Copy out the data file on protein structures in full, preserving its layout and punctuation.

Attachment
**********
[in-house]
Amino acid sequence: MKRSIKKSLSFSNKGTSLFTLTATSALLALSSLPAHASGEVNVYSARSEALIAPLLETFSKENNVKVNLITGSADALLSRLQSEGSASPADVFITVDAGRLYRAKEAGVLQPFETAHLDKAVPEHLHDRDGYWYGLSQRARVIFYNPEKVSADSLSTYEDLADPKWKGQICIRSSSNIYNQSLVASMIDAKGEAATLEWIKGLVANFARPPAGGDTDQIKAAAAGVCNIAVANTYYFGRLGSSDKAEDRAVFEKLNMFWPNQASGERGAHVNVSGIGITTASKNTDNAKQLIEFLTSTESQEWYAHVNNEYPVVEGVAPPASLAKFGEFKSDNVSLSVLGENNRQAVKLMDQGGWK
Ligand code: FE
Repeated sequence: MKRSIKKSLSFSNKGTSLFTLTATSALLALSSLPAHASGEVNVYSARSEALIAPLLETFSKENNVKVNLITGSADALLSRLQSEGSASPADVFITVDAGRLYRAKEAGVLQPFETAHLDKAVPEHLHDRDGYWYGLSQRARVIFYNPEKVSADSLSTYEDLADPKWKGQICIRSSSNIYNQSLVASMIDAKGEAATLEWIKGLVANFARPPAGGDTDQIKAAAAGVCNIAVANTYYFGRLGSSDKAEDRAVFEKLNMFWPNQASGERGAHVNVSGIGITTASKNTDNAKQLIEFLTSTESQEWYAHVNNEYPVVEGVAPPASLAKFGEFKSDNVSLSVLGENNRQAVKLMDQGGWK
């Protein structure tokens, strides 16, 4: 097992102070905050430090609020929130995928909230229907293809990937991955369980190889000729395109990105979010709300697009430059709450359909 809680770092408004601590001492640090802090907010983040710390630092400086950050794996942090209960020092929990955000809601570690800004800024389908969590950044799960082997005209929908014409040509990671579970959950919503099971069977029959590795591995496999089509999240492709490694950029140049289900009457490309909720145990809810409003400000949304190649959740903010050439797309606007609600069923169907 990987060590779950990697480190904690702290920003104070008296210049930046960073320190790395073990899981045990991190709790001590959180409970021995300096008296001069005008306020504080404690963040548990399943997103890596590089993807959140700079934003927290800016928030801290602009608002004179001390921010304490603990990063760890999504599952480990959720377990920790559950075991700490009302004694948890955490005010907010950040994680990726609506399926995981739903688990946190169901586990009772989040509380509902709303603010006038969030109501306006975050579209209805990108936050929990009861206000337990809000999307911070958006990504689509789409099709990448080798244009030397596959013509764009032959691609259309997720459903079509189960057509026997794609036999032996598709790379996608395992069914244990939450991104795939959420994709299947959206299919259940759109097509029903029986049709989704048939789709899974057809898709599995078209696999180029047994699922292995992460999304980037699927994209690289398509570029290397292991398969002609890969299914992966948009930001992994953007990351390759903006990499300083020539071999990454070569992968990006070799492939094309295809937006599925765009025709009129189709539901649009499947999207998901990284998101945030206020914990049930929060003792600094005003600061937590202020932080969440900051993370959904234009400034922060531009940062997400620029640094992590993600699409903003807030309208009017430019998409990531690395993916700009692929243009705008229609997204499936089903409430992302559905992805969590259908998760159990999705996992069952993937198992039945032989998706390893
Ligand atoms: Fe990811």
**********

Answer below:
[in-house]
Amino acid sequence: MKRSIKKSLSFSNKGTSLFTLTATSALLALSSLPAHASGEVNVYSARSEALIAPLLETFSKENNVKVNLITGSADALLSRLQSEGSASPADVFITVDAGRLYRAKEAGVLQPFETAHLDKAVPEHLHDRDGYWYGLSQRARVIFYNPEKVSADSLSTYEDLADPKWKGQICIRSSSNIYNQSLVASMIDAKGEAATLEWIKGLVANFARPPAGGDTDQIKAAAAGVCNIAVANTYYFGRLGSSDKAEDRAVFEKLNMFWPNQASGERGAHVNVSGIGITTASKNTDNAKQLIEFLTSTESQEWYAHVNNEYPVVEGVAPPASLAKFGEFKSDNVSLSVLGENNRQAVKLMDQGGWK
Ligand code: FE
Repeated sequence: MKRSIKKSLSFSNKGTSLFTLTATSALLALSSLPAHASGEVNVYSARSEALIAPLLETFSKENNVKVNLITGSADALLSRLQSEGSASPADVFITVDAGRLYRAKEAGVLQPFETAHLDKAVPEHLHDRDGYWYGLSQRARVIFYNPEKVSADSLSTYEDLADPKWKGQICIRSSSNIYNQSLVASMIDAKGEAATLEWIKGLVANFARPPAGGDTDQIKAAAAGVCNIAVANTYYFGRLGSSDKAEDRAVFEKLNMFWPNQASGERGAHVNVSGIGITTASKNTDNAKQLIEFLTSTESQEWYAHVNNEYPVVEGVAPPASLAKFGEFKSDNVSLSVLGENNRQAVKLMDQGGWK
């Protein structure tokens, strides 16, 4: 097992102070905050430090609020929130995928909230229907293809990937991955369980190889000729395109990105979010709300697009430059709450359909 809680770092408004601590001492640090802090907010983040710390630092400086950050794996942090209960020092929990955000809601570690800004800024389908969590950044799960082997005209929908014409040509990671579970959950919503099971069977029959590795591995496999089509999240492709490694950029140049289900009457490309909720145990809810409003400000949304190649959740903010050439797309606007609600069923169907 990987060590779950990697480190904690702290920003104070008296210049930046960073320190790395073990899981045990991190709790001590959180409970021995300096008296001069005008306020504080404690963040548990399943997103890596590089993807959140700079934003927290800016928030801290602009608002004179001390921010304490603990990063760890999504599952480990959720377990920790559950075991700490009302004694948890955490005010907010950040994680990726609506399926995981739903688990946190169901586990009772989040509380509902709303603010006038969030109501306006975050579209209805990108936050929990009861206000337990809000999307911070958006990504689509789409099709990448080798244009030397596959013509764009032959691609259309997720459903079509189960057509026997794609036999032996598709790379996608395992069914244990939450991104795939959420994709299947959206299919259940759109097509029903029986049709989704048939789709899974057809898709599995078209696999180029047994699922292995992460999304980037699927994209690289398509570029290397292991398969002609890969299914992966948009930001992994953007990351390759903006990499300083020539071999990454070569992968990006070799492939094309295809937006599925765009025709009129189709539901649009499947999207998901990284998101945030206020914990049930929060003792600094005003600061937590202020932080969440900051993370959904234009400034922060531009940062997400620029640094992590993600699409903003807030309208009017430019998409990531690395993916700009692929243009705008229609997204499936089903409430992302559905992805969590259908998760159990999705996992069952993937198992039945032989998706390893
Ligand atoms: Fe990811």